In the 2015 State of the City report, current Fire Chief Alan Laughy said, “We need at least two fire engines as they are 15 and 19 years old. The average service life of a frontline engine with JFD’s call volume is eight to 10 years. We’ve also struggled with maintenance issues with this older fleet. In the first 120 days of 2014, for example, there were only three days when a vehicle was not needing repairs.”

July 21, 1947 – Abbott went too give Juels a blood transfuseun, all duties completed.

Mashburn said, when the city built the fire station on Redmond Road, the facility was top notch, “but I don’t think we had money to furnish it.”

With the book, that sells for about $40, including tax, Mashburn is hoping to create a fund for the firefighters to improve their living conditions.

The book is available through the fire department and will be at area bookstores in August.

December 24, 1947 – Goose cooked. Cook worked 11-7 every body happy.

The book also includes a conversation with Wayman Schmitt, who became one of the department’s longest-serving chiefs with a tenure running from 1961 to 1980. The chief admits he had no thoughts about becoming a firefighter, let alone the chief.
But he joined as a volunteer in January 1959 and became a regular firefighter four months later.

November 25, 1950 – SIREN BLOWED, 6:30 p.m. Fire Cafeteria Building in ord. plant caused from burning grass, damage $25.00.

Recalling the journey, Schmitt said, “I had a grocery store. I wasn’t interested in being a fireman. But they had a situation where a lot of firemen quit, and were using volunteer fireman. They asked me to be one, so I said, ‘All right, if I’m not busy.’ The first few times the siren went off, I was busy waiting on customers and what can you do?”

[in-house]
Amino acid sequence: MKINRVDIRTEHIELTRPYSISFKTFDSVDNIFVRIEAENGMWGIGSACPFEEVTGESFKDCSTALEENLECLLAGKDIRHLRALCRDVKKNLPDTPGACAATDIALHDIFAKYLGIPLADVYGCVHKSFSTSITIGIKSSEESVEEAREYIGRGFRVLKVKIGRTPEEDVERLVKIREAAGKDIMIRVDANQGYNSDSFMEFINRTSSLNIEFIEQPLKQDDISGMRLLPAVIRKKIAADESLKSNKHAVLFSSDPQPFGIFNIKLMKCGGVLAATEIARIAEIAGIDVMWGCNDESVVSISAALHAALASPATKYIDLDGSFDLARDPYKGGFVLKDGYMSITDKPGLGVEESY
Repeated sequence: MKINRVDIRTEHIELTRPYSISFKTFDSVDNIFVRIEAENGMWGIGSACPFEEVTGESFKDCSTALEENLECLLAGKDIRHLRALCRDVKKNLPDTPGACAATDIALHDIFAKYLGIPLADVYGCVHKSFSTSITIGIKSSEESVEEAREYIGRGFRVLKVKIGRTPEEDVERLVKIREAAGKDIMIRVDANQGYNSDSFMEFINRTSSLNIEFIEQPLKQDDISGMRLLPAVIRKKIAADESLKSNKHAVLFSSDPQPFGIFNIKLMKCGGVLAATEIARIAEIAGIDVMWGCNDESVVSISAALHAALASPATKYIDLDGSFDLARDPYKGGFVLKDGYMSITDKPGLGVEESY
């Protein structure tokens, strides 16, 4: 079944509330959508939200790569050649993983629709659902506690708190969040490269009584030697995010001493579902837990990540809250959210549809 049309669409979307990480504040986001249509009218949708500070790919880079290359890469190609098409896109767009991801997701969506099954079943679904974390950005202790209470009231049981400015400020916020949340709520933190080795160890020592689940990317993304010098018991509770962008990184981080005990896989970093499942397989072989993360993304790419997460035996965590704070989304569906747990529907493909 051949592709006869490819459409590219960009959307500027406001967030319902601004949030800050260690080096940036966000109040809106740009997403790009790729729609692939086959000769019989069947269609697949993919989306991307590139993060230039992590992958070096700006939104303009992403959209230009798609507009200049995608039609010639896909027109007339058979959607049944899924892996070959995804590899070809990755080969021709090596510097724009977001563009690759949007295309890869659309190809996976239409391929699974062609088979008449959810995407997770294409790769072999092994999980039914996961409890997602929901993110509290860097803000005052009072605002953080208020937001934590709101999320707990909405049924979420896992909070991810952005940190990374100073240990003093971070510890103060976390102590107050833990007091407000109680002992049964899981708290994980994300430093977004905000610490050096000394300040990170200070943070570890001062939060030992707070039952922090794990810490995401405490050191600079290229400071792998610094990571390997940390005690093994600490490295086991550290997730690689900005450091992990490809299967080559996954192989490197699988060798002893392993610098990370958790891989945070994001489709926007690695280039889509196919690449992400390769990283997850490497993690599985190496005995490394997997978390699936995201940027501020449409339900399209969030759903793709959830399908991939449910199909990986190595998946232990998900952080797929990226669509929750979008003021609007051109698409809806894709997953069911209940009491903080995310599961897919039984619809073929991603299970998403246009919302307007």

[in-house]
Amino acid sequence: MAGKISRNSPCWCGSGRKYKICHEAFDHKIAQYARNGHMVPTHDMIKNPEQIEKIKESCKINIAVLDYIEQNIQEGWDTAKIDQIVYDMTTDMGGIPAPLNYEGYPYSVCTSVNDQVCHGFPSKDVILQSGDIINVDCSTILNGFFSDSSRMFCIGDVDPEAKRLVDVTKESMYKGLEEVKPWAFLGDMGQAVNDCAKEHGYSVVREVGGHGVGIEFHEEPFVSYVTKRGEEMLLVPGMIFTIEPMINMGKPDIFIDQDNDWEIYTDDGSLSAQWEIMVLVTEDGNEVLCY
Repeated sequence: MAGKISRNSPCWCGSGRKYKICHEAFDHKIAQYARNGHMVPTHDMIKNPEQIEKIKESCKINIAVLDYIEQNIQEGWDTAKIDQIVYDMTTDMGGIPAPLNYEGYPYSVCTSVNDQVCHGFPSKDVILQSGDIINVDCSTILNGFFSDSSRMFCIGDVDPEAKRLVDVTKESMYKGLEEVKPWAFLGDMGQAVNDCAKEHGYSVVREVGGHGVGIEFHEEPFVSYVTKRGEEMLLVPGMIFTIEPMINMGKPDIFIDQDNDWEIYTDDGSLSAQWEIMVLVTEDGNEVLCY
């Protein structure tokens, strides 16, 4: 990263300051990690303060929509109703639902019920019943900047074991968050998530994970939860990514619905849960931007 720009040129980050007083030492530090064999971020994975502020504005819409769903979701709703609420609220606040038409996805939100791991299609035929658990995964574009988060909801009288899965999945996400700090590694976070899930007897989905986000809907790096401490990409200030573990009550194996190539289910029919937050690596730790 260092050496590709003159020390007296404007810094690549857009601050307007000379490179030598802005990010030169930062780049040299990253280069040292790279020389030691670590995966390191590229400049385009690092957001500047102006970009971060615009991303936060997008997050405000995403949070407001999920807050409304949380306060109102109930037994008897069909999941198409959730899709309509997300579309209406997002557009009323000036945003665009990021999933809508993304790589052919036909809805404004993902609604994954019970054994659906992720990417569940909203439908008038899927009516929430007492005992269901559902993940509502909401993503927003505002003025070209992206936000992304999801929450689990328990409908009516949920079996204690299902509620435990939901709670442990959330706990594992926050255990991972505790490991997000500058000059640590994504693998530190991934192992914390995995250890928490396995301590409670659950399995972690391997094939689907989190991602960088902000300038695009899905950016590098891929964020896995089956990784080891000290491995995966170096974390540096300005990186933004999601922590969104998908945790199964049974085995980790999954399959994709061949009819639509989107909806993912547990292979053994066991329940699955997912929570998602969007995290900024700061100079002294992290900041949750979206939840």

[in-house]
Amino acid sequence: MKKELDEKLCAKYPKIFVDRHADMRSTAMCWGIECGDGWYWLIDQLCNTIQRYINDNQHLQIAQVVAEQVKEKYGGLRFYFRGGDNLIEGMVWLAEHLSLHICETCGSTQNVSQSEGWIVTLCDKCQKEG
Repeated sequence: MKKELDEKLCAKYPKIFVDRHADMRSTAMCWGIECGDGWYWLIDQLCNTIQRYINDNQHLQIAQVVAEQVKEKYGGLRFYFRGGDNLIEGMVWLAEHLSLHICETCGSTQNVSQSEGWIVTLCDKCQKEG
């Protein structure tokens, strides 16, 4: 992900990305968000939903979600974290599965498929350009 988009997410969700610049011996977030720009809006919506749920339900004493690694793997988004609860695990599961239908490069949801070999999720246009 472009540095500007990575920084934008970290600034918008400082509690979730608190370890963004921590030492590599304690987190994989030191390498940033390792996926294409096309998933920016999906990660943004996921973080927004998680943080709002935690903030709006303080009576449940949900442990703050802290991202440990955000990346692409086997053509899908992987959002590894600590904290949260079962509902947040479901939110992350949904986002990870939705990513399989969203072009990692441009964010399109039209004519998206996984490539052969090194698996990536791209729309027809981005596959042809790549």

He continued, “but the next time it went for a grass fire, I went and helped them put it out. And it really excited me; after that I was real gung ho.”

June 1, 1951 Mr. Tuckers Rt1 House Burnt Up.

The book also recounts firefighter Wilbur Smart’s rescue of three children from a burning home. It was a situation filled with emotions: Joy for the kids who were saved and sadness for the dad who died trying to save them before the firefighter arrived.

For Smart’s actions, which resulted in the saving of lives without regard for his own safety, the man who would become chief in 1980 was the first in the department to be awarded the Medal of Honor. Firefighter Charles Van Nos-trand also received the medal for his actions that day.

The medal has since been renamed the Wilbur Dean Smart Medal of Honor.

April 1, 1966 – Ramada Inn kid set Kleenex dispenser on fire.

In 2014, the Jacksonville Fire Department had 3,752 fire runs, about 10 a day, and another 3,541 ambulance or EMT calls, also about 10 a day.

The department is operating this year on a budget of about $4.8 million a year, a far cry from 1952 when the March expense report listed $770 for fireman salaries, $34 for volunteer firemen, $10.46 for gas and oil, $5.85 for battery chargin, brake fluid, $7.19 for soap, mops, paint and lye, $11 for telephone and $2.50 repair on Ford pumper.